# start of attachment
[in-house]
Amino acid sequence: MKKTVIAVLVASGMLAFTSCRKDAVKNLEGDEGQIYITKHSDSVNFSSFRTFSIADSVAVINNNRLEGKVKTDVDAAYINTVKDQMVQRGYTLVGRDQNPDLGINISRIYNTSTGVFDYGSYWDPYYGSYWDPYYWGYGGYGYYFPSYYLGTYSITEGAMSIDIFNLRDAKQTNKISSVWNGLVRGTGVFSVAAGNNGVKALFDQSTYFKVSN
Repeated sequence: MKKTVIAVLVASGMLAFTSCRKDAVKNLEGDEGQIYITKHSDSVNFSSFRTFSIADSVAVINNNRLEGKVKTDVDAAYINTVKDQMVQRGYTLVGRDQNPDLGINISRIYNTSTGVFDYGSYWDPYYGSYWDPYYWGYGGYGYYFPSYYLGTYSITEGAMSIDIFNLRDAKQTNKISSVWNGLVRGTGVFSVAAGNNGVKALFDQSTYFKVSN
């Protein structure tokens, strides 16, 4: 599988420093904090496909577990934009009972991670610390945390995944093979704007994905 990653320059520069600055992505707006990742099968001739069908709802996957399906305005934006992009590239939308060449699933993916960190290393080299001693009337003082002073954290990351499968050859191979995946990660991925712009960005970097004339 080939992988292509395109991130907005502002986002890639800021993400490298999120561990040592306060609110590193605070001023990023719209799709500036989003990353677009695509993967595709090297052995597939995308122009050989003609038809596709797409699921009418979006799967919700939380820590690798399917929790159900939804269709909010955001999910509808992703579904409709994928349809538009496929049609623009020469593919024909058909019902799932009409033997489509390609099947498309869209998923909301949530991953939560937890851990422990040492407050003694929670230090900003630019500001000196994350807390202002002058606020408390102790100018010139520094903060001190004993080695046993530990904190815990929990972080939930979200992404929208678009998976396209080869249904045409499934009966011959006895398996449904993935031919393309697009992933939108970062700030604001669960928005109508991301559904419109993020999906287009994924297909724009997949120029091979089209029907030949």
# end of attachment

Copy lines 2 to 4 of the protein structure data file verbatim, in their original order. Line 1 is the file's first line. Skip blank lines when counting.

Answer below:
Amino acid sequence: MKKTVIAVLVASGMLAFTSCRKDAVKNLEGDEGQIYITKHSDSVNFSSFRTFSIADSVAVINNNRLEGKVKTDVDAAYINTVKDQMVQRGYTLVGRDQNPDLGINISRIYNTSTGVFDYGSYWDPYYGSYWDPYYWGYGGYGYYFPSYYLGTYSITEGAMSIDIFNLRDAKQTNKISSVWNGLVRGTGVFSVAAGNNGVKALFDQSTYFKVSN
Repeated sequence: MKKTVIAVLVASGMLAFTSCRKDAVKNLEGDEGQIYITKHSDSVNFSSFRTFSIADSVAVINNNRLEGKVKTDVDAAYINTVKDQMVQRGYTLVGRDQNPDLGINISRIYNTSTGVFDYGSYWDPYYGSYWDPYYWGYGGYGYYFPSYYLGTYSITEGAMSIDIFNLRDAKQTNKISSVWNGLVRGTGVFSVAAGNNGVKALFDQSTYFKVSN
């Protein structure tokens, strides 16, 4: 599988420093904090496909577990934009009972991670610390945390995944093979704007994905 990653320059520069600055992505707006990742099968001739069908709802996957399906305005934006992009590239939308060449699933993916960190290393080299001693009337003082002073954290990351499968050859191979995946990660991925712009960005970097004339 080939992988292509395109991130907005502002986002890639800021993400490298999120561990040592306060609110590193605070001023990023719209799709500036989003990353677009695509993967595709090297052995597939995308122009050989003609038809596709797409699921009418979006799967919700939380820590690798399917929790159900939804269709909010955001999910509808992703579904409709994928349809538009496929049609623009020469593919024909058909019902799932009409033997489509390609099947498309869209998923909301949530991953939560937890851990422990040492407050003694929670230090900003630019500001000196994350807390202002002058606020408390102790100018010139520094903060001190004993080695046993530990904190815990929990972080939930979200992404929208678009998976396209080869249904045409499934009966011959006895398996449904993935031919393309697009992933939108970062700030604001669960928005109508991301559904419109993020999906287009994924297909724009997949120029091979089209029907030949």